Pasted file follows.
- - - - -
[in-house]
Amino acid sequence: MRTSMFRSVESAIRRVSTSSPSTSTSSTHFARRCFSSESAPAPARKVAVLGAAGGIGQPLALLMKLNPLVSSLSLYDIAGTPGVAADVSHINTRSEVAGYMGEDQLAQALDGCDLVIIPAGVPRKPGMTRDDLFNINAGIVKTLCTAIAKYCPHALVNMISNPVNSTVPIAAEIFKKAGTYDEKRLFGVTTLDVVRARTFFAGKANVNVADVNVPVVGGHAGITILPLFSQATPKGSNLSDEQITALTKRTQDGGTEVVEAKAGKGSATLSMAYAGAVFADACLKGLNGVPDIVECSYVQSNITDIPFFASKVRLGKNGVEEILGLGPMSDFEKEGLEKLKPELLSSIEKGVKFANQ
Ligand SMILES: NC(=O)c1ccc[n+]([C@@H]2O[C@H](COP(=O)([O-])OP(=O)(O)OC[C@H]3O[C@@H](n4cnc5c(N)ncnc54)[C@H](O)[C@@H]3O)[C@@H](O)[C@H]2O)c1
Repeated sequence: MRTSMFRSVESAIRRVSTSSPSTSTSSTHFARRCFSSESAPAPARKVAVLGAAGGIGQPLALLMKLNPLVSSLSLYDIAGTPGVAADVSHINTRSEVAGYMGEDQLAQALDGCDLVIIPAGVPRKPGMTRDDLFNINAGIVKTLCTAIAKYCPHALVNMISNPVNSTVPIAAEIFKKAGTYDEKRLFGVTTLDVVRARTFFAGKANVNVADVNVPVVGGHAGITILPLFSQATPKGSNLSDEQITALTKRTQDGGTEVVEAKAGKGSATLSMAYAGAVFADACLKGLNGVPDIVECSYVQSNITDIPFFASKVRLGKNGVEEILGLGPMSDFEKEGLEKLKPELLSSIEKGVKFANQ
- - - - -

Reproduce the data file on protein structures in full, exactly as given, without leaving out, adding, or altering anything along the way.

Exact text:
[in-house]
Amino acid sequence: MRTSMFRSVESAIRRVSTSSPSTSTSSTHFARRCFSSESAPAPARKVAVLGAAGGIGQPLALLMKLNPLVSSLSLYDIAGTPGVAADVSHINTRSEVAGYMGEDQLAQALDGCDLVIIPAGVPRKPGMTRDDLFNINAGIVKTLCTAIAKYCPHALVNMISNPVNSTVPIAAEIFKKAGTYDEKRLFGVTTLDVVRARTFFAGKANVNVADVNVPVVGGHAGITILPLFSQATPKGSNLSDEQITALTKRTQDGGTEVVEAKAGKGSATLSMAYAGAVFADACLKGLNGVPDIVECSYVQSNITDIPFFASKVRLGKNGVEEILGLGPMSDFEKEGLEKLKPELLSSIEKGVKFANQ
Ligand SMILES: NC(=O)c1ccc[n+]([C@@H]2O[C@H](COP(=O)([O-])OP(=O)(O)OC[C@H]3O[C@@H](n4cnc5c(N)ncnc54)[C@H](O)[C@@H]3O)[C@@H](O)[C@H]2O)c1
Repeated sequence: MRTSMFRSVESAIRRVSTSSPSTSTSSTHFARRCFSSESAPAPARKVAVLGAAGGIGQPLALLMKLNPLVSSLSLYDIAGTPGVAADVSHINTRSEVAGYMGEDQLAQALDGCDLVIIPAGVPRKPGMTRDDLFNINAGIVKTLCTAIAKYCPHALVNMISNPVNSTVPIAAEIFKKAGTYDEKRLFGVTTLDVVRARTFFAGKANVNVADVNVPVVGGHAGITILPLFSQATPKGSNLSDEQITALTKRTQDGGTEVVEAKAGKGSATLSMAYAGAVFADACLKGLNGVPDIVECSYVQSNITDIPFFASKVRLGKNGVEEILGLGPMSDFEKEGLEKLKPELLSSIEKGVKFANQ